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Archive for 27. January 2013

One Small Response to President Obama’s Speech

Obama, Lincoln and Changing the American Paradigm

 


Some are referring to President Obama’s second inaugural address as his most progressive yet. Perhaps. It would be nice to see President Obama take a more progressive stand in his second term—preferably a more steady, less compromising stand than his first.

Indeed, he hit on the standard progressive fair: economic justice, equality, peace through diplomacy, environmental sustainability. You know, all the stuff that makes conservatives seethe and will almost certainly become the grist of right wing accusations of socialist intrigue.

MSNBC’s Chris Mathews referred to Obama’s speech as Lincolnesque. Certainly this was intentional. Obama’s line, “Through blood drawn by lash and blood drawn by sword, we learned that no union founded on the principles of liberty and equality could survive half-slave and half-free. We made ourselves anew, and vowed to move forward together,” is clearly an invocation of Lincoln’s Second Inaugural Address in which he said, “…fervently do we pray, that this mighty scourge of war may speedily pass away. Yet, if God wills that it continue…until every drop of blood drawn with the lash shall be paid by another drawn with the sword…so still it must be said ‘the judgments of the Lord are true and righteous altogether.'” President Lincoln may well have co-written Obama’s speech.

This should not surprise us. President Obama has a similar challenge as Lincoln. President Obama, like Lincoln, is presiding over a noticeably divided nation. Not divided in the context of the Civil War, though it could be argued that our current political discourse shares a polarization not unlike that of the 1850’s. Regardless, our political divisions have been especially vehement of late. We are entering a transition in which the paradigms shaped by conservative think tanks, fostering the Reagan mythos, have clearly failed and are being challenged. The last four years is testament to the fact that the defunct neo-conservatism of the last thirty years will not go quietly into that good night.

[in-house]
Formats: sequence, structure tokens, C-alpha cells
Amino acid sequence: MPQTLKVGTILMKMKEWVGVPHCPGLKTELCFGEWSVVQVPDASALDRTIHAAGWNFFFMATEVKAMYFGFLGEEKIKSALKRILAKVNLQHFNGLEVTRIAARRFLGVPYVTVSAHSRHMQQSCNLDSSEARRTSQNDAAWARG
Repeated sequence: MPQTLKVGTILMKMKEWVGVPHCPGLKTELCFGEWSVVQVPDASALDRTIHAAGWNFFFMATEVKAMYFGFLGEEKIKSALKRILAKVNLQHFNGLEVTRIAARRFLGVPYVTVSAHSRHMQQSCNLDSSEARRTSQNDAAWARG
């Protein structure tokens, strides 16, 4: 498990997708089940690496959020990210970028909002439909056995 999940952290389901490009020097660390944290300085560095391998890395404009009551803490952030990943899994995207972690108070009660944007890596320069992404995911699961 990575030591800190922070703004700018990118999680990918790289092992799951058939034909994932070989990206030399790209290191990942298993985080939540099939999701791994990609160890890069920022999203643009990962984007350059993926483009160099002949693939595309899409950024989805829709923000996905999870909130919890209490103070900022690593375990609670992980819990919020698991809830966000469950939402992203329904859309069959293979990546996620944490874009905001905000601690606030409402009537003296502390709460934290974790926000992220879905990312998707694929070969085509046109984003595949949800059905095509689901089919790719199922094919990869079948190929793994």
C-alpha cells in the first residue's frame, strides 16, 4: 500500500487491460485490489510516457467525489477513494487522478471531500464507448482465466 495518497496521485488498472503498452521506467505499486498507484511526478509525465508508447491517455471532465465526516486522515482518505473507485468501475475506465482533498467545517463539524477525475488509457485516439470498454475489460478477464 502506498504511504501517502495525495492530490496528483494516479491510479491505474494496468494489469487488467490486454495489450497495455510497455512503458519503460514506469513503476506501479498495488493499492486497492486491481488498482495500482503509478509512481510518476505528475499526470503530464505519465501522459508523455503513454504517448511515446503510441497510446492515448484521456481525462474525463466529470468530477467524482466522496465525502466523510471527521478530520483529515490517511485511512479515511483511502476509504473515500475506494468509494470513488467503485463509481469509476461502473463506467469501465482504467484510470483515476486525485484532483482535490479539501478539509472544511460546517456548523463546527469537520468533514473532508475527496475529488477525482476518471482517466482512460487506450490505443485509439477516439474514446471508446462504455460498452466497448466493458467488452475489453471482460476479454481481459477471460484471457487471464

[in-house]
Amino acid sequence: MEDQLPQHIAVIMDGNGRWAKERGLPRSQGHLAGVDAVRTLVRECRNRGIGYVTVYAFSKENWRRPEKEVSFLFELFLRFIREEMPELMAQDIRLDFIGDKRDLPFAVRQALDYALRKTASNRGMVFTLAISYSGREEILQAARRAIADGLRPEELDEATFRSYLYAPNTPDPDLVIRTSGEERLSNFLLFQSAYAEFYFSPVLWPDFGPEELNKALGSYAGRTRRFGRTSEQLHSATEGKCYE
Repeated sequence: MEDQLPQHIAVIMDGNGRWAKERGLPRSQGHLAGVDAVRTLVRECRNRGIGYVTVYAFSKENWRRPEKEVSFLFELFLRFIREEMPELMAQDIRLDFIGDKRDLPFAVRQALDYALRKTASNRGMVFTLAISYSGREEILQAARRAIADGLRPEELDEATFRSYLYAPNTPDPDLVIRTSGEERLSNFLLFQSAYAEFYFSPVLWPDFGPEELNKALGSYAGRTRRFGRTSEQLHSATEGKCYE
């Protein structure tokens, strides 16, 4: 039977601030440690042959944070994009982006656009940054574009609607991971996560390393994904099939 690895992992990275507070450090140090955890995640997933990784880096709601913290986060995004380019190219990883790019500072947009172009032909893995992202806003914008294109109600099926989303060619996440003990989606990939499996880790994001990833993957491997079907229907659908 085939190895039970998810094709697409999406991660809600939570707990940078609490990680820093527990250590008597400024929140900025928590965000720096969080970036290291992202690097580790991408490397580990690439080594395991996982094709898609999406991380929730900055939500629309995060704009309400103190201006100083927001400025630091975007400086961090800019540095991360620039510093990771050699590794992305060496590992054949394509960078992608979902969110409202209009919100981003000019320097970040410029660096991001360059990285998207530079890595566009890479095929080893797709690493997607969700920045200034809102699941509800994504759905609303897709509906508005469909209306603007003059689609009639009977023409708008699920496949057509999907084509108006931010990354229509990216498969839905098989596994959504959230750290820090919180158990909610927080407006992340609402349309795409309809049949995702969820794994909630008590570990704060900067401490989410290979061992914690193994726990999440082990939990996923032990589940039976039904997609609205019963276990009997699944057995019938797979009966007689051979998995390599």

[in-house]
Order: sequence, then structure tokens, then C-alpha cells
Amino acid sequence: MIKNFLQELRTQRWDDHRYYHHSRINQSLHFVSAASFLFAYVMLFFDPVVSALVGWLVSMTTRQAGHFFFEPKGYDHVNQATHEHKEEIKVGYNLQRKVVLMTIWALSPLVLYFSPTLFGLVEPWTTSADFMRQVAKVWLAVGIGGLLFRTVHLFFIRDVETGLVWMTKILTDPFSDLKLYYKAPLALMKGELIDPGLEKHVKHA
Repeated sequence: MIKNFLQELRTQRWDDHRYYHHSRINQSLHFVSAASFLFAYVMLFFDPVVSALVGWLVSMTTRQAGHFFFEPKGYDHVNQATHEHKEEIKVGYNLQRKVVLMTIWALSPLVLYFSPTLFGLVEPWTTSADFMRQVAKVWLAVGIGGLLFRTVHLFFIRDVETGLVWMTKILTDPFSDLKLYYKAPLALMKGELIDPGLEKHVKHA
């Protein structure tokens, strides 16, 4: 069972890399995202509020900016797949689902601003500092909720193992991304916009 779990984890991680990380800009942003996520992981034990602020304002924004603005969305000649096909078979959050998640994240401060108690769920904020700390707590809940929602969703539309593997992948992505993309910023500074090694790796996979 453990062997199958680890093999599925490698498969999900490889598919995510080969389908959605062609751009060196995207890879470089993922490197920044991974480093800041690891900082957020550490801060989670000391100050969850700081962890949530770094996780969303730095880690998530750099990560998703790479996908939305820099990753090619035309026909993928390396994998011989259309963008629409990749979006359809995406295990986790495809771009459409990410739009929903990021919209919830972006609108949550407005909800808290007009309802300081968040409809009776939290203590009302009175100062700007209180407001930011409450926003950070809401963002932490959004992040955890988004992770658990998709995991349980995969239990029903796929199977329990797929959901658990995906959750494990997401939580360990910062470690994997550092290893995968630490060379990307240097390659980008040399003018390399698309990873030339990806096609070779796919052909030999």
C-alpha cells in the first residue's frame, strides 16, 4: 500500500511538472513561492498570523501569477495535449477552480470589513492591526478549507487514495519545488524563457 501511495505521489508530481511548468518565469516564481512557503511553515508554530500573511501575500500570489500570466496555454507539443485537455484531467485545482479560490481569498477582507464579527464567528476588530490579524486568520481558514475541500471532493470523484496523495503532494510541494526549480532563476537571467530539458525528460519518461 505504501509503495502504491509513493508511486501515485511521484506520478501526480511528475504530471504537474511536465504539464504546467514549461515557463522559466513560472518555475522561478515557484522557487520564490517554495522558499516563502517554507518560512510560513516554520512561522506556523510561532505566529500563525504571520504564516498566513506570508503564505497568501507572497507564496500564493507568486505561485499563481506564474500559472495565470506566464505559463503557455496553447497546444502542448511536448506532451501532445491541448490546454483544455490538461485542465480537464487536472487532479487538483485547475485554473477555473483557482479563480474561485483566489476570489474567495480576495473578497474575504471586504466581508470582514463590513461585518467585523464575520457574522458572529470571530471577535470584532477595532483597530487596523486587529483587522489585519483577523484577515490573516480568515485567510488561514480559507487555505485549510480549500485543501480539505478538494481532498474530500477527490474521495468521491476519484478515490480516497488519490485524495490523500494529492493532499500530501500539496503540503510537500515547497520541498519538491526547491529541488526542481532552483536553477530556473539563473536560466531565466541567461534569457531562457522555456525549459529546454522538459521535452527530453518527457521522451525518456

E. J. Dionne, in his great book Our Divided Political Heart, describes the unfortunate contest between America’s mutual traditions of individualism and communitarianism. Our history is replete with examples of rugged individualism, but incomplete without recognizing that a successful America is the fruit of communities coming together to make a better future. Traditional liberalism and conservatism embrace both principles. If anything, individualism is a brainchild of classical liberalism, as is free market capitalism.

The last thirty years, however, has seen a conservative version of Randian individualism to the exclusion of any communitarian principles of mutuality and shared responsibility. Ronald Reagan built his political career on the concept that government was not the solution, but rather the problem. This was an easy sell in the era of Watergate, Vietnam, stagflation and impotence in the face of oil embargoes and a hostage crisis. Reagan offered us morning in America and the vision of a shining city on a hill. The only thing holding us back was the government sponsored welfare queen. John Galt became the ideal of the age, and Gordon Gekko the ironic anti-hero.

Economic success became the indication of self-worth, consumerism one’s badge of honor. There were no problems that did not have a market based solution. Those who could not prosper had only their own sloth or stupidity to blame. For thirty years American policy and culture was guided by a nihilistic paradigm of free market capitalism meets Spencerian evolution. Valuable protections were weakened, necessary regulations were rolled back. We became a nation that consumes rather than one that produces. This consumption was fed by debt at the public and private level.

In 2008, this system collapsed. And the safety net was tattered.

President Obama entered the scene during this time of crisis. The last four years was characterized by the struggle of a defunct philosophy against the necessary politics requisite to solving this crisis. Thirty years of individualism was not to be underestimated, and its proponents, facing political irrelevance, could do nothing but obstruct, nothing but ensure failure. The policy fights were a brutal battlefield, a baptism of fire for a new and relatively inexperienced president.